The Batavian has been trying to arrange an in-person, hour-long, multi-topic interview with the congressman since late January. We've made at least a dozen requests and despite assurances that such an interview will take place -- and statements by Collins himself that he will sit down for an interview and that he enjoys being interviewed by The Batavian and would be happy to talk -- we have yet been able to secure a date for such an interview.

UPDATE/CLARIFICATION & DISCLOSURE: One of the organizers, Jane Cameron, has said I was invited to be a speaker at the town hall. I honestly didn't remember the invitation. I found the email from March 30 where she said she wanted to talk with me about "your possible participation in a Town Hall ..." I wasn't sure what she meant by this, but I said I would cover the event but that I don't participate in partisan politics. She also said there were two conservatives on the panel without specifying who those individuals are.

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Michelle Schoeneman

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Jeremy Besch

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Laura Colligan

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Andrew Beiter

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Walter Eckert, of Mendon

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April 18, 2017 - 5:03pm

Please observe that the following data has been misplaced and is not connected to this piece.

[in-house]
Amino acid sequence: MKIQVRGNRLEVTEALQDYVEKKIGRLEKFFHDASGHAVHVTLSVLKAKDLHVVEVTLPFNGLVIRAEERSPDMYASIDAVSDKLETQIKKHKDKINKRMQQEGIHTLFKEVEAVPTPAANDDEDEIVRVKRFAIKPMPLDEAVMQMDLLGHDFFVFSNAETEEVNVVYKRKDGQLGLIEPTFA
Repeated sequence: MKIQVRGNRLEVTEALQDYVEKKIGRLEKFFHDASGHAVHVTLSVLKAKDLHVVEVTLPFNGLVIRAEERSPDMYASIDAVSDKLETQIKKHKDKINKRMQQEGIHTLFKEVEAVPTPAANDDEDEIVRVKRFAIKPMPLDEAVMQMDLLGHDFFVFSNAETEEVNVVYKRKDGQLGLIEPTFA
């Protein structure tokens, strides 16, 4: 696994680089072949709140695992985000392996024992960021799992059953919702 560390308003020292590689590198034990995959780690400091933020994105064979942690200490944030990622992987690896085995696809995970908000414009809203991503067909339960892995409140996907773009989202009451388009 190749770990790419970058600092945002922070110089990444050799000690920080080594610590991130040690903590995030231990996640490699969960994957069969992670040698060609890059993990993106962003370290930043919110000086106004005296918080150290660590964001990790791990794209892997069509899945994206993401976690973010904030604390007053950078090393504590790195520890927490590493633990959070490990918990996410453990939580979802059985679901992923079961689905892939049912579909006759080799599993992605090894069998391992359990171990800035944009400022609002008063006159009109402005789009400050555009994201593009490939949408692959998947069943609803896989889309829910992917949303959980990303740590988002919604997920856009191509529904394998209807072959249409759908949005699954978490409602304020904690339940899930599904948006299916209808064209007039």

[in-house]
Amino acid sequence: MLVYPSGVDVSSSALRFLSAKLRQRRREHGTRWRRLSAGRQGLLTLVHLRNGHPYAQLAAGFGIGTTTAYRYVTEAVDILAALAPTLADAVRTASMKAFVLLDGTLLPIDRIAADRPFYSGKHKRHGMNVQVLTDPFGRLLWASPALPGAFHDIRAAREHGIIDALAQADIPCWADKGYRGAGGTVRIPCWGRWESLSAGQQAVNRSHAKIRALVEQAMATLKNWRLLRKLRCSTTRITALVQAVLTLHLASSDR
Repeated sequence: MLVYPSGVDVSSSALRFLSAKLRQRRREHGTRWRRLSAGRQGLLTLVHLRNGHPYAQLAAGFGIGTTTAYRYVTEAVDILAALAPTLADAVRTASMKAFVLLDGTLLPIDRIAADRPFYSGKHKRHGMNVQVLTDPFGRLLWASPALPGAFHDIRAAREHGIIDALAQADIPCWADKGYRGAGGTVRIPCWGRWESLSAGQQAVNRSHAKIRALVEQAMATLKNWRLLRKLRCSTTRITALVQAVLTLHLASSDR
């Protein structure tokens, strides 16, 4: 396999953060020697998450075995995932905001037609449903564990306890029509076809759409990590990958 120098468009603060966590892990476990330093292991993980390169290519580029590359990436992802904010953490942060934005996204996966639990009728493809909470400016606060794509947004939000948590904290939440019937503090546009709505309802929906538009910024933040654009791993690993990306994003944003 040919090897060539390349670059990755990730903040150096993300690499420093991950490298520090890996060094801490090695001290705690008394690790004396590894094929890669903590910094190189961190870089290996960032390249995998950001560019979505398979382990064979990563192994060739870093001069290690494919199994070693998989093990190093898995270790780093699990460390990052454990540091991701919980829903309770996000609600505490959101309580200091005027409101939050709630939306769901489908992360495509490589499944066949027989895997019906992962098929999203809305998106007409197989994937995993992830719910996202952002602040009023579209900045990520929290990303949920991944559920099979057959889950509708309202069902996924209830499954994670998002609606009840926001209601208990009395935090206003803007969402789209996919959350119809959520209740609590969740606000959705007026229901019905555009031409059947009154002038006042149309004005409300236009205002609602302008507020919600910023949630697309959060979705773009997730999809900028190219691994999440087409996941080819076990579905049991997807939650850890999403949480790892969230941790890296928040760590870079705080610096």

posted by Howard B. Owens in chris collins, trade, news, NY-27.

Press release:

Congressman Chris Collins (NY-27) today released the following statement after President Trump signed an executive order to support American manufacturing and bolster America’s job growth.

“In implementing a ‘Buy American, Hire American’ federal initiative, President Trump has delivered on one of his most important promises to the American people. Voters here in Western New York supported President Trump because for too long, status quo politicians have put the economic interests of foreign nations ahead of our own and have left too many promises unfulfilled.

"If we want our community and our country to succeed, we need to put people back to work and get back to ‘Made in America.’ Today’s executive action is a significant step in accomplishing those goals. I commend President Trump for putting America first and working to bring our jobs home."

April 8, 2017 - 6:05pm
posted by Howard B. Owens in batavia, GCC, chris collins, NY-27, news.

collinsartshow2017.jpg

This is the winning picture in the NY-27 Congressional Art Competition, by Leah Buddenhagen, of Niagara Wheatfield Senior High School.

Buddenhagen couldn't be at the awards ceremony today at Genesee Community College because she was busy taking a college entrance exam.

Rep. Chris Collins was on hand for the awards ceremony and spent time touring the gallery and meeting individually with each of the students who were able to attend.

The were 71 pictures entered into the competition from high school students from throughout the NY-27.

The show was judged by Roz Steiner Art Gallery Director Mary Jo Whitman and GCC Associate Professor of Fine Arts Heather Jones.